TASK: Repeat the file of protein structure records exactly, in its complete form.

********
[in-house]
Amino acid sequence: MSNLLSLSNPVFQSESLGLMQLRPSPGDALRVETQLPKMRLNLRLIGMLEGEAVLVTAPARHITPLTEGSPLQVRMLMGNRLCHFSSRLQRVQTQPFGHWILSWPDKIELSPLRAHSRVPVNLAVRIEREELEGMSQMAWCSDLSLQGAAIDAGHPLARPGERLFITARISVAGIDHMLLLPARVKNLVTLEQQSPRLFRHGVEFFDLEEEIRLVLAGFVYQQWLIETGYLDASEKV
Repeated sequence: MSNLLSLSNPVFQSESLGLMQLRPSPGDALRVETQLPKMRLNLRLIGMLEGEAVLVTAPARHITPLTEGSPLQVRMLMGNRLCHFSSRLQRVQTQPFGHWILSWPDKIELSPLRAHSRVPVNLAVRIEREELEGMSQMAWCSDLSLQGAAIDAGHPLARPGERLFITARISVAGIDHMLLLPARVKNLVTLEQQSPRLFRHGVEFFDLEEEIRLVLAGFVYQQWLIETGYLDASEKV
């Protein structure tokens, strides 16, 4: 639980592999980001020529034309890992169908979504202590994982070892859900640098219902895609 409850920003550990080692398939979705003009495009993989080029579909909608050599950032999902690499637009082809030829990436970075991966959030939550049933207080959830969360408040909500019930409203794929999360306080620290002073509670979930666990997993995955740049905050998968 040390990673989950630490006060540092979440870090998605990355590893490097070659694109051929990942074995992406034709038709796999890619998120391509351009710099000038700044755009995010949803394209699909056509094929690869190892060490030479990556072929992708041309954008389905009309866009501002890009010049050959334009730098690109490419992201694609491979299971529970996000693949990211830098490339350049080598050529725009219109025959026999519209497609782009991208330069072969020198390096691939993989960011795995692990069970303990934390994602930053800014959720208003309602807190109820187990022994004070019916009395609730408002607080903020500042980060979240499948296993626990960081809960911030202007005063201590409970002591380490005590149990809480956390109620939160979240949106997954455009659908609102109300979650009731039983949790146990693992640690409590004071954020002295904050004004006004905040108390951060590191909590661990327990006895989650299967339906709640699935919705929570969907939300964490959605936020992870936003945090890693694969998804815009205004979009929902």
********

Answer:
[in-house]
Amino acid sequence: MSNLLSLSNPVFQSESLGLMQLRPSPGDALRVETQLPKMRLNLRLIGMLEGEAVLVTAPARHITPLTEGSPLQVRMLMGNRLCHFSSRLQRVQTQPFGHWILSWPDKIELSPLRAHSRVPVNLAVRIEREELEGMSQMAWCSDLSLQGAAIDAGHPLARPGERLFITARISVAGIDHMLLLPARVKNLVTLEQQSPRLFRHGVEFFDLEEEIRLVLAGFVYQQWLIETGYLDASEKV
Repeated sequence: MSNLLSLSNPVFQSESLGLMQLRPSPGDALRVETQLPKMRLNLRLIGMLEGEAVLVTAPARHITPLTEGSPLQVRMLMGNRLCHFSSRLQRVQTQPFGHWILSWPDKIELSPLRAHSRVPVNLAVRIEREELEGMSQMAWCSDLSLQGAAIDAGHPLARPGERLFITARISVAGIDHMLLLPARVKNLVTLEQQSPRLFRHGVEFFDLEEEIRLVLAGFVYQQWLIETGYLDASEKV
């Protein structure tokens, strides 16, 4: 639980592999980001020529034309890992169908979504202590994982070892859900640098219902895609 409850920003550990080692398939979705003009495009993989080029579909909608050599950032999902690499637009082809030829990436970075991966959030939550049933207080959830969360408040909500019930409203794929999360306080620290002073509670979930666990997993995955740049905050998968 040390990673989950630490006060540092979440870090998605990355590893490097070659694109051929990942074995992406034709038709796999890619998120391509351009710099000038700044755009995010949803394209699909056509094929690869190892060490030479990556072929992708041309954008389905009309866009501002890009010049050959334009730098690109490419992201694609491979299971529970996000693949990211830098490339350049080598050529725009219109025959026999519209497609782009991208330069072969020198390096691939993989960011795995692990069970303990934390994602930053800014959720208003309602807190109820187990022994004070019916009395609730408002607080903020500042980060979240499948296993626990960081809960911030202007005063201590409970002591380490005590149990809480956390109620939160979240949106997954455009659908609102109300979650009731039983949790146990693992640690409590004071954020002295904050004004006004905040108390951060590191909590661990327990006895989650299967339906709640699935919705929570969907939300964490959605936020992870936003945090890693694969998804815009205004979009929902």